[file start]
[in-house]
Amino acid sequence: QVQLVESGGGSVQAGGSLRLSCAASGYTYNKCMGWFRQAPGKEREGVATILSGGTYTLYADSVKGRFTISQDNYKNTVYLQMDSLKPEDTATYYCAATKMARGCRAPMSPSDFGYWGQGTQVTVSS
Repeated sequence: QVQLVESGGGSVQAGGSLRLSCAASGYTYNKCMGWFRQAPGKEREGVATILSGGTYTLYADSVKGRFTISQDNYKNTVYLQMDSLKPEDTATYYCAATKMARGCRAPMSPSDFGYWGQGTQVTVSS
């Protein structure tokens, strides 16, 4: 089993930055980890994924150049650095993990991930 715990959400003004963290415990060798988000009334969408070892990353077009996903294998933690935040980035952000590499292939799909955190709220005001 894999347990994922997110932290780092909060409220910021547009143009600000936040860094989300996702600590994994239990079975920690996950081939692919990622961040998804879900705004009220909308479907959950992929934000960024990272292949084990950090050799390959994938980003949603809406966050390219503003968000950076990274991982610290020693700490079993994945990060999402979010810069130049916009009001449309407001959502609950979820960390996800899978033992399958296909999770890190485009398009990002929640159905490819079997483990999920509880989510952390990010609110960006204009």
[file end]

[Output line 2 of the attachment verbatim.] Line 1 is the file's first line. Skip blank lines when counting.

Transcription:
Amino acid sequence: QVQLVESGGGSVQAGGSLRLSCAASGYTYNKCMGWFRQAPGKEREGVATILSGGTYTLYADSVKGRFTISQDNYKNTVYLQMDSLKPEDTATYYCAATKMARGCRAPMSPSDFGYWGQGTQVTVSS